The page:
Are plants already growing on the Moon?

Plants have been grown in orbit for quite some time. For example, the ISS’s Vegetable Production System (Veggie) is successfully operating on the ISS. Thanks to it, astronauts were able to successfully grow red lettuce in 2014. The first crop was collected, frozen and returned to Earth for experiments. Just a year later, it was possible to enjoy a fresh salad in orbit. But growing in the conditions of the ISS has a significant drawback — the gravity is not lunar еhere, and there is no way to check whether there will be enough light for the plants to exist. After all, only artificial lighting is used in the greenhouses of the orbital station.

ISS-50 expedition commander Shane Kimbrough harvests the first crop of red lettuce grown in space using the Veggie system. Source: NASA

Meanwhile, other experiments are being conducted on Earth to grow plants on soils that are present on the Moon or Mars. Previous space missions have measured the composition of powdered lunar and Martian surface regoliths, so they can be reproduced as simulated soils in the laboratory.

The only experiment on growing plants on the Moon showed that they can grow there, but die quickly. The first plantation in history lasted only a few days on Earth’s satellite. In January 2019, the Chinese Chang’e-4 apparatus carried out contactless delivery of cotton, rapeseed, tomato, potato and Thale cress seeds. On January 7, scientists received an encouraging photo of the first seedlings. That was one small step for a cotton plant, but one giant step for space botany.

Cotton is the first and so far the last plant that grew on the Moon. Source: Mission “Chan’e-4”

But the triumphal parade was interrupted due to the shortcomings of the equipment. On January 13, the temperature in the germination capsule dropped to -52° C, which meant the inevitable death of the seedlings. The experiment, which did not use batteries, lasted a total of 212.75 hours. The first plantation on the Moon is now gradually decomposing, but because their remains are inside a sealed container, they do not contaminate the lunar surface.

What are the ways to sustain plants on the Moon?

Scientists are constantly working on developments that would help plants survive the hardships of space travel and colonization.

One active program is ADVA SC (Advanced Astroculture), which is led by Weijia Zhou, Ph.D., of the Wisconsin Center for Space Automation and Robotics. The task of this program is to determine the conditions under which plant mortality will be lower, and the yield will be significantly higher. ADVA SC experiments were carried out during several expeditions to the ISS. During them, two generations of Thale cress (Arabidopsis thaliana) were grown. Obtaining seeds from plants grown in extraterrestrial conditions is a great success by itself.

Guts of the ADVA SC device chamber with Thale cress seedlings. Source: NASA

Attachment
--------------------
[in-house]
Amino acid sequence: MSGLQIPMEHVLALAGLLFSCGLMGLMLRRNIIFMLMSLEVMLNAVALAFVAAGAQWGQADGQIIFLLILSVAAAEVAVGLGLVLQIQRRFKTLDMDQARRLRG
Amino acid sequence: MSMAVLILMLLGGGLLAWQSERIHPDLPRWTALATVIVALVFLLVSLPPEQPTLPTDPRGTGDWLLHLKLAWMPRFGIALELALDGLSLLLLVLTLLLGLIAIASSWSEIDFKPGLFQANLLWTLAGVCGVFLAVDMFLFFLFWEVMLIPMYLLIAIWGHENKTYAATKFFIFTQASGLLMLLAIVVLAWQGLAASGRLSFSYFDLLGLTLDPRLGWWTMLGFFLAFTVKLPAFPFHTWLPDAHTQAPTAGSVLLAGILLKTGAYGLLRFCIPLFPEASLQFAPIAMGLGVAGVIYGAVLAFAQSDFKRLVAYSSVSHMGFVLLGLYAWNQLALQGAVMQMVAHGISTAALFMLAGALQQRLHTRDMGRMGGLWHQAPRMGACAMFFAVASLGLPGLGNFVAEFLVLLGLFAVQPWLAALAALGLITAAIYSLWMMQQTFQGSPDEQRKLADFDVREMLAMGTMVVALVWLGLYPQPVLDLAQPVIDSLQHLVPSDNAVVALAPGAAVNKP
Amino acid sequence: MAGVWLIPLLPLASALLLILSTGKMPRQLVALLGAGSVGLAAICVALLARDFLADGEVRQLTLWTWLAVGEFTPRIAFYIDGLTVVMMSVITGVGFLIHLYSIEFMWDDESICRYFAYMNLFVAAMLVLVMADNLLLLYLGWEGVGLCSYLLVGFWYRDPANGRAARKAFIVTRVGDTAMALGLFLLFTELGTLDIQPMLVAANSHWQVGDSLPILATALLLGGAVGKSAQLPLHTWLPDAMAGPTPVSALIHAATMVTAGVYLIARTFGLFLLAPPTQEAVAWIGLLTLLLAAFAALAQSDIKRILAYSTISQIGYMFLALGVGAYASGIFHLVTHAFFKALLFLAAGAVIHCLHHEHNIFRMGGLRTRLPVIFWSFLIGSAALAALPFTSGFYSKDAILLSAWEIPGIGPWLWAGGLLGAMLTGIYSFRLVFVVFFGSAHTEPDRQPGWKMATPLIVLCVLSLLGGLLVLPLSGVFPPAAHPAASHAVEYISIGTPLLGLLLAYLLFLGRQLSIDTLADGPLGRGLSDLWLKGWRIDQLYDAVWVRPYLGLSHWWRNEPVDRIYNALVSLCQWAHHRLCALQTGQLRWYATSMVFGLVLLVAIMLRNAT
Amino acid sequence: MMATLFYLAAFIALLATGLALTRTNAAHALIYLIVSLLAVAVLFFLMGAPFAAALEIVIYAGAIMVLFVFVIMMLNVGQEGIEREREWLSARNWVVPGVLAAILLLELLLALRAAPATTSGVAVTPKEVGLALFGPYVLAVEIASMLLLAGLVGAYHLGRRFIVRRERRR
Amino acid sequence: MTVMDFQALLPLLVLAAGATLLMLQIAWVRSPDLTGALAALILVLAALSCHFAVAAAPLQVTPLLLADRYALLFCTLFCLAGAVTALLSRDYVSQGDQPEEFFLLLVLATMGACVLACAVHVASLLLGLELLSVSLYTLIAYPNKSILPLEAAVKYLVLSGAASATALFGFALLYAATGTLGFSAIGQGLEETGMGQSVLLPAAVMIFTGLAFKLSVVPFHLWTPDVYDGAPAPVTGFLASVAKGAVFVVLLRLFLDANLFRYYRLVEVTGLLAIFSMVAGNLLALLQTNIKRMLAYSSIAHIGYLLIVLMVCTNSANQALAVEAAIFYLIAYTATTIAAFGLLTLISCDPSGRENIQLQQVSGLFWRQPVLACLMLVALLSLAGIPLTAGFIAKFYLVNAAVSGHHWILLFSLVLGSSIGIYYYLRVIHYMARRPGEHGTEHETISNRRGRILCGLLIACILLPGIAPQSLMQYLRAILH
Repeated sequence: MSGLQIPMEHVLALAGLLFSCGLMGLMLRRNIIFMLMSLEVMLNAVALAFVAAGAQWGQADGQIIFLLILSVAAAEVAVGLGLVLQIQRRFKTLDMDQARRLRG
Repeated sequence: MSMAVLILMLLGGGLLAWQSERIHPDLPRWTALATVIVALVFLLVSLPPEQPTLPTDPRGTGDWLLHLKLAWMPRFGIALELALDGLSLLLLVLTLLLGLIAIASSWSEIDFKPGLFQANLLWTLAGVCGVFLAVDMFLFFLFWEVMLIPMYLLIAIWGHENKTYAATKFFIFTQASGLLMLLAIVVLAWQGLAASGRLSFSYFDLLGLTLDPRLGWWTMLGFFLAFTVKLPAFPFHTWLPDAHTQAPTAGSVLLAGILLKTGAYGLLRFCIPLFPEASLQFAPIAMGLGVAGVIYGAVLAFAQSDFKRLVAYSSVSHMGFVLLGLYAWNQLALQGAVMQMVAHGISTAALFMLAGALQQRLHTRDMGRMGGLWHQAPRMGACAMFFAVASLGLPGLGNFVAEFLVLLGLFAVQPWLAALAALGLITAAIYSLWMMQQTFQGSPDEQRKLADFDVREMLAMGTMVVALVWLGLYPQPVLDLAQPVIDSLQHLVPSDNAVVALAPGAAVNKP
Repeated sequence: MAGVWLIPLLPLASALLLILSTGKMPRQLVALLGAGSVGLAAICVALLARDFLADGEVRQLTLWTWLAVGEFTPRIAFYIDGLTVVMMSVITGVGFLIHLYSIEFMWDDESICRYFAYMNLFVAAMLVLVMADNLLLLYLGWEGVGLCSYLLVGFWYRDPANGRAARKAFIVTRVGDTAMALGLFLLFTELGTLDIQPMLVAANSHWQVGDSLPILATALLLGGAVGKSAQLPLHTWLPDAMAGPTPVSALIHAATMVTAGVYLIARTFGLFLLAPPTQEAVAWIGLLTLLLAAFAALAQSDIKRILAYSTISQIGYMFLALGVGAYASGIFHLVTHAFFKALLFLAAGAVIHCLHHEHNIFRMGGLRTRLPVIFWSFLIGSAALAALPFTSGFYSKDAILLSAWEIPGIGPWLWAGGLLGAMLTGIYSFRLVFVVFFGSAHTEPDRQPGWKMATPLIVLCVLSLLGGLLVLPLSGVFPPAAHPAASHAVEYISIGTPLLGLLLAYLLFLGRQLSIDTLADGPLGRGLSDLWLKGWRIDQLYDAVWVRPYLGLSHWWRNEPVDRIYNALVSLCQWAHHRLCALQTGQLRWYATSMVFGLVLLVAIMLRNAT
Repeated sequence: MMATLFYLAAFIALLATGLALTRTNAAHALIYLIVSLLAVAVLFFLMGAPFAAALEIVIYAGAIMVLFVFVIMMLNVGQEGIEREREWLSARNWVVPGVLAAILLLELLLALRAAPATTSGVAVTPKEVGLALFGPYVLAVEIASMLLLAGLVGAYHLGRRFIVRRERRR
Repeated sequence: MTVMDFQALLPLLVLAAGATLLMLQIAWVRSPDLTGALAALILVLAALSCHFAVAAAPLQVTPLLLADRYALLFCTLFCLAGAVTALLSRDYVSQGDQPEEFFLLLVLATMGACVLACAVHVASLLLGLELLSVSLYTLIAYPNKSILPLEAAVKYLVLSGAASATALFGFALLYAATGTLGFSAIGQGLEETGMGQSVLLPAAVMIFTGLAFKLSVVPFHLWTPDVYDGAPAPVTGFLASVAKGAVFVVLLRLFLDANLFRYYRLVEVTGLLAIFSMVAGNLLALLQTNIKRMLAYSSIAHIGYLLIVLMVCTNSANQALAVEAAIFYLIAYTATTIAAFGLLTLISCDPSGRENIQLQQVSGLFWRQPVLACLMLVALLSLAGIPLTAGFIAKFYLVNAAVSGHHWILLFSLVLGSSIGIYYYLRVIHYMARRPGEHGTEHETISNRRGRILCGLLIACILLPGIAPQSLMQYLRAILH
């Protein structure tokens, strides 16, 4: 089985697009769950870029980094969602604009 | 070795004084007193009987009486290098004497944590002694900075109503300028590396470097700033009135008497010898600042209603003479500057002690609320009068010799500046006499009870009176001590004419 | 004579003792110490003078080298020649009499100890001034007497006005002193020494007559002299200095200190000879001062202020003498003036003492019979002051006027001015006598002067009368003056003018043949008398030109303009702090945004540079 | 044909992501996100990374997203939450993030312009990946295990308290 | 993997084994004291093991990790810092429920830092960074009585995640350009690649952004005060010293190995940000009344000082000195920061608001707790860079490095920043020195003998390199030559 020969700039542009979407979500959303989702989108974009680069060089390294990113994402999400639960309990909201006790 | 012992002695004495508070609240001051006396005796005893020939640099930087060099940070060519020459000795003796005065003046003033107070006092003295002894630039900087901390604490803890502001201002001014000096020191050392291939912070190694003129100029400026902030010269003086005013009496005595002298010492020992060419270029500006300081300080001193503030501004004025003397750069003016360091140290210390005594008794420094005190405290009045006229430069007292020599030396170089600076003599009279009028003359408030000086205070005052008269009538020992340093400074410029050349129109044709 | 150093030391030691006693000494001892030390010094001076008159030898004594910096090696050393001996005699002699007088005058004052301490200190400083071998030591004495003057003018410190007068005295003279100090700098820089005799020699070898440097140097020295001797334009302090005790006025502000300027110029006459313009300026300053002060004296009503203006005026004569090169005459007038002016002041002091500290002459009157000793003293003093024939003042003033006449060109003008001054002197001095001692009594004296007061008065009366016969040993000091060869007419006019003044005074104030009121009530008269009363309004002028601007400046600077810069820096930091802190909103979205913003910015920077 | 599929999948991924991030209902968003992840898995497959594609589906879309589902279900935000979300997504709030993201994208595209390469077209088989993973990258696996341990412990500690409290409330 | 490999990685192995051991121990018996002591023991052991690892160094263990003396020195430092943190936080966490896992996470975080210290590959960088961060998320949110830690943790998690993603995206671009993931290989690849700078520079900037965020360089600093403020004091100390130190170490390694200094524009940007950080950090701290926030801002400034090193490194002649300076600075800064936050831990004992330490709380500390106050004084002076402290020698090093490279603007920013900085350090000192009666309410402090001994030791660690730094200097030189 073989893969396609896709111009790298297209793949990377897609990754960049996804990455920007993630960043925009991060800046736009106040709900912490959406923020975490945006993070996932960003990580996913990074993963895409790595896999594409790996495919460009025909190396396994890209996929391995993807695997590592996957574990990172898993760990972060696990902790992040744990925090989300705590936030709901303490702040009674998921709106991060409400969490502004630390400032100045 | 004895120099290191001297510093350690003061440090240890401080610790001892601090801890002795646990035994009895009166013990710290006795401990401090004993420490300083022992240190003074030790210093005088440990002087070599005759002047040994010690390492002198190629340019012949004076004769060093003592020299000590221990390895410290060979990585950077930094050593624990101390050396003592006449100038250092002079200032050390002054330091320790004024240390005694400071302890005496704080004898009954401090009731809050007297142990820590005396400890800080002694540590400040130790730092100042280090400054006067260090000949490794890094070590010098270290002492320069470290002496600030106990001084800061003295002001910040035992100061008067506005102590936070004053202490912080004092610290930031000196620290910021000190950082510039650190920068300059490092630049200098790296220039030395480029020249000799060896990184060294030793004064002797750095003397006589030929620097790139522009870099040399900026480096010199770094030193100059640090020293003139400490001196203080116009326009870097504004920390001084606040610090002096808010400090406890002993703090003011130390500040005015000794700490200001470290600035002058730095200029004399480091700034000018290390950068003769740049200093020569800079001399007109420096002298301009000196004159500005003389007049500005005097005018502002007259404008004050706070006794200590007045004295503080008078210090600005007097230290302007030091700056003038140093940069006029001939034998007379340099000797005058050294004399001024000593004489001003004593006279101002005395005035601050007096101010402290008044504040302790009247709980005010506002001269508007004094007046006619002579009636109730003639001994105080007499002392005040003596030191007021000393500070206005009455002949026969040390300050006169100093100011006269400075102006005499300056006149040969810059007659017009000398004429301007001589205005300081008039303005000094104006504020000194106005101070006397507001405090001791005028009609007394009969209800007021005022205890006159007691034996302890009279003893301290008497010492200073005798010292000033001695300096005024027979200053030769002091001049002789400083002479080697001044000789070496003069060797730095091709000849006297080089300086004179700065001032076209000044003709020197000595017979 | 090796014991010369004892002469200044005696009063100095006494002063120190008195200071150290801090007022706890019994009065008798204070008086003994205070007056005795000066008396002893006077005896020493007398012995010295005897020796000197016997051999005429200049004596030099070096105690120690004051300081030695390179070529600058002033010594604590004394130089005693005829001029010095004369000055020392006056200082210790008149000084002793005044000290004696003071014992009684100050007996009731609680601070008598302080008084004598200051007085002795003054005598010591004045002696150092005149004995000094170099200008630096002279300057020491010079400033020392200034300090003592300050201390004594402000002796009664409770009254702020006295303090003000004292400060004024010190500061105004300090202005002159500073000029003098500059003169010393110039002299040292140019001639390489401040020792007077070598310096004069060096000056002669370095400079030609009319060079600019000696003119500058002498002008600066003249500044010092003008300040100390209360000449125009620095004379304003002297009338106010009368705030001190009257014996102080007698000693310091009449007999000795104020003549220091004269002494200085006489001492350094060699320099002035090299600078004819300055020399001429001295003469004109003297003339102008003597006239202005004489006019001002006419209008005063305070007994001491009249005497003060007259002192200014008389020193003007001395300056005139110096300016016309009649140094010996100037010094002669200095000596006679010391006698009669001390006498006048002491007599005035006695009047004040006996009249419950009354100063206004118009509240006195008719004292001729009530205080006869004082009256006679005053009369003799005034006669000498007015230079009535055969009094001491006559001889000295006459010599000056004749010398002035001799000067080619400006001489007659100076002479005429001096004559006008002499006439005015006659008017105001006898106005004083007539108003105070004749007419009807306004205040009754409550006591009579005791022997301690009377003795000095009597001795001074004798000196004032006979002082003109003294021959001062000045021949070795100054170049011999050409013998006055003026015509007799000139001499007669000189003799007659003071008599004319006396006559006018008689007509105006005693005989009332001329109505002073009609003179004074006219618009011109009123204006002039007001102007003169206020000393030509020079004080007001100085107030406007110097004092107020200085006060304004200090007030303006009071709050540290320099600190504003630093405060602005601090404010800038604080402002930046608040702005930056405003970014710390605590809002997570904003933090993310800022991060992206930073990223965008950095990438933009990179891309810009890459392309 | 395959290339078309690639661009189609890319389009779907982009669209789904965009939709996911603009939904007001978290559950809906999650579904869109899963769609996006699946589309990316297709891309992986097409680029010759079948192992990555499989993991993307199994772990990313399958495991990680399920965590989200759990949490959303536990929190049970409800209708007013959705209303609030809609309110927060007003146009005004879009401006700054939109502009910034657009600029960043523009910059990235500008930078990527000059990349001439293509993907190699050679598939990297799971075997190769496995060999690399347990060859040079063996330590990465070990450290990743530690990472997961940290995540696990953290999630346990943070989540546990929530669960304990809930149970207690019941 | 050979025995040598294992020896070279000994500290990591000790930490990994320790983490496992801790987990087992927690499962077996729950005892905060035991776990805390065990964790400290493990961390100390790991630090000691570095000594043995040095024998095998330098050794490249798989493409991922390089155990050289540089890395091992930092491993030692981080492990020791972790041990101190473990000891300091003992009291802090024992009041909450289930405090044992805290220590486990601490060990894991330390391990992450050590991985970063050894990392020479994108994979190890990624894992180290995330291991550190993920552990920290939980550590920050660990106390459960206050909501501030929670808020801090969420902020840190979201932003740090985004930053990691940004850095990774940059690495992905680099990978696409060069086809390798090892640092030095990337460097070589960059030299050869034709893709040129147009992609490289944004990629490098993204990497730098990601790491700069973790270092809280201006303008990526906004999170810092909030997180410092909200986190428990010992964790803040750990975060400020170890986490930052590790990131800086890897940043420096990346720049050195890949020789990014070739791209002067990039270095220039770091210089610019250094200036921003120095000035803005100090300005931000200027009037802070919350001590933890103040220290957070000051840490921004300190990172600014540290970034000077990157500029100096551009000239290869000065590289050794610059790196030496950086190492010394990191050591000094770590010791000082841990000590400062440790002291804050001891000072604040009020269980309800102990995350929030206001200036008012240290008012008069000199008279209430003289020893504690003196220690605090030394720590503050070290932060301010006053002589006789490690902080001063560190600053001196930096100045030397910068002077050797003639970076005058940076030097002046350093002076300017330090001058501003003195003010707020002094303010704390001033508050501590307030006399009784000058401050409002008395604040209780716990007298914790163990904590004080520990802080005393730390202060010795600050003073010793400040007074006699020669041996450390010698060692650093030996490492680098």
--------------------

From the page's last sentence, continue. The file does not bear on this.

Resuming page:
But the scientists did not stop there. They decided to prolong the life of the plants. One of the functional solutions was a device for removing ethylene. This colorless gas significantly accelerates the ripening of fruits, and therefore accelerates the death of plants and reduces the shelf life of seeds. Green bananas imported from tropical countries are treated with ethylene to turn them yellow as quickly as possible. But in the conditions of the lunar station devoid of light breaths of wind carrying extraneous gases away, the ethylene will accumulate in the air, causing plants to age faster, and the harvest will spoil.

A device developed by scientists allows to eliminate these annoyances. In the device, air is constantly passed through tubes covered with thin layers of titanium dioxide. The insides of the tubes are exposed to ultraviolet radiation, which triggers a simple chemical reaction to convert ethylene to water and carbon dioxide. From these two simple ingredients, any plant can easily “prepare” its simplest and most favorite dish — glucose.

Astronaut Peggy Whitson works with the ADVA SC system to grow soybeans in space during the ISS-5 expedition. Source: NASA

The developed device is of interest not only to space agronomists, but also to owners of flower shops and supermarkets on the Earth. Just like the prospective inhabitants of a lunar station, they are eager to preserve plants as long as possible.

KES Science & Technology Inc and Akida Holdings of the US are currently selling their Airocide technology to NASA. Since “free passengers” in the form of pests and disease-causing agents are not welcome at a space station or a lunar base, an air purifier was created that completely destroys bacteria, fungal spores and toxins, viruses, volatile organic compounds. The device has no filters that need to be replaced, and it does not create harmful by-products (such as ozone). Airocide is already welcomed by flower shop workers, because in just 24 hours of operation, the device reduces the number of fungal spores in the air by 92% and bacteria — by 58%.

The development of technologies for growing plants beyond our planet is extremely important for answering a fundamental question: will we ever be able to leave the vicinity of the Earth at all? Without plants, this idea will never come true. Space technology has always moved our civilization forward, as many household appliances were a byproduct of innovations created to explore extraterrestrial space. And already we have two practical developments to improve the cultivation of plants in space, which may well help in creating a base on the Moon and already allow solving everyday problems on Earth. With climate changes, increasing chemical pollution of ecosystems, global soil erosion processes — growing plants in difficult conditions becomes an important joint task of both terrestrial and space botany.